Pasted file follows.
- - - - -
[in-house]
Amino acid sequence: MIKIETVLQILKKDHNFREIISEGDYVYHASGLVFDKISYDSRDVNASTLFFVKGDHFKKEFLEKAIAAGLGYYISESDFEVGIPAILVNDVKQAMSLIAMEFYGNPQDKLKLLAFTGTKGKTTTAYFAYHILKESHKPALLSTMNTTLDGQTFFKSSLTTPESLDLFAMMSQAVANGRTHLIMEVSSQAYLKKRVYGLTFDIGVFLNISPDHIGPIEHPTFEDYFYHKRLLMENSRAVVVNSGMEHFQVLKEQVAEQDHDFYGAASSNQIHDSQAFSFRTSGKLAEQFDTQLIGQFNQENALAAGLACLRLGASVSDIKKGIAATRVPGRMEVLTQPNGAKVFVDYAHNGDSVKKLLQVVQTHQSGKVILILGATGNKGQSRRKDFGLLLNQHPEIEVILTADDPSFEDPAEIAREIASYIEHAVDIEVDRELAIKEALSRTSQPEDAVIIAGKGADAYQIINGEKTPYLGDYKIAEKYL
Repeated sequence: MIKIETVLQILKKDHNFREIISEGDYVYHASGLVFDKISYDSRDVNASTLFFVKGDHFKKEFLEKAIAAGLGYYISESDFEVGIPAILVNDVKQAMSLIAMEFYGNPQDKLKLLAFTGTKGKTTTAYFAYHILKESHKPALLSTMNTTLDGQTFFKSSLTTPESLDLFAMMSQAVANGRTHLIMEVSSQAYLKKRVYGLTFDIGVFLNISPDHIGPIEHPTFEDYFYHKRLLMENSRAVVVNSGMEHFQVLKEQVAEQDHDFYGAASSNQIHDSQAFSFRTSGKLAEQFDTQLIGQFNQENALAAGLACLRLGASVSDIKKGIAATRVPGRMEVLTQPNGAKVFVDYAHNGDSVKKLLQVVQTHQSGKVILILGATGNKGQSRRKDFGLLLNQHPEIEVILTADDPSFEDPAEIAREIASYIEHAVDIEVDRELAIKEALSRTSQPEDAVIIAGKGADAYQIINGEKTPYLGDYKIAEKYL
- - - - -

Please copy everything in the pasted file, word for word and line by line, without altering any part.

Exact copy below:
[in-house]
Amino acid sequence: MIKIETVLQILKKDHNFREIISEGDYVYHASGLVFDKISYDSRDVNASTLFFVKGDHFKKEFLEKAIAAGLGYYISESDFEVGIPAILVNDVKQAMSLIAMEFYGNPQDKLKLLAFTGTKGKTTTAYFAYHILKESHKPALLSTMNTTLDGQTFFKSSLTTPESLDLFAMMSQAVANGRTHLIMEVSSQAYLKKRVYGLTFDIGVFLNISPDHIGPIEHPTFEDYFYHKRLLMENSRAVVVNSGMEHFQVLKEQVAEQDHDFYGAASSNQIHDSQAFSFRTSGKLAEQFDTQLIGQFNQENALAAGLACLRLGASVSDIKKGIAATRVPGRMEVLTQPNGAKVFVDYAHNGDSVKKLLQVVQTHQSGKVILILGATGNKGQSRRKDFGLLLNQHPEIEVILTADDPSFEDPAEIAREIASYIEHAVDIEVDRELAIKEALSRTSQPEDAVIIAGKGADAYQIINGEKTPYLGDYKIAEKYL
Repeated sequence: MIKIETVLQILKKDHNFREIISEGDYVYHASGLVFDKISYDSRDVNASTLFFVKGDHFKKEFLEKAIAAGLGYYISESDFEVGIPAILVNDVKQAMSLIAMEFYGNPQDKLKLLAFTGTKGKTTTAYFAYHILKESHKPALLSTMNTTLDGQTFFKSSLTTPESLDLFAMMSQAVANGRTHLIMEVSSQAYLKKRVYGLTFDIGVFLNISPDHIGPIEHPTFEDYFYHKRLLMENSRAVVVNSGMEHFQVLKEQVAEQDHDFYGAASSNQIHDSQAFSFRTSGKLAEQFDTQLIGQFNQENALAAGLACLRLGASVSDIKKGIAATRVPGRMEVLTQPNGAKVFVDYAHNGDSVKKLLQVVQTHQSGKVILILGATGNKGQSRRKDFGLLLNQHPEIEVILTADDPSFEDPAEIAREIASYIEHAVDIEVDRELAIKEALSRTSQPEDAVIIAGKGADAYQIINGEKTPYLGDYKIAEKYL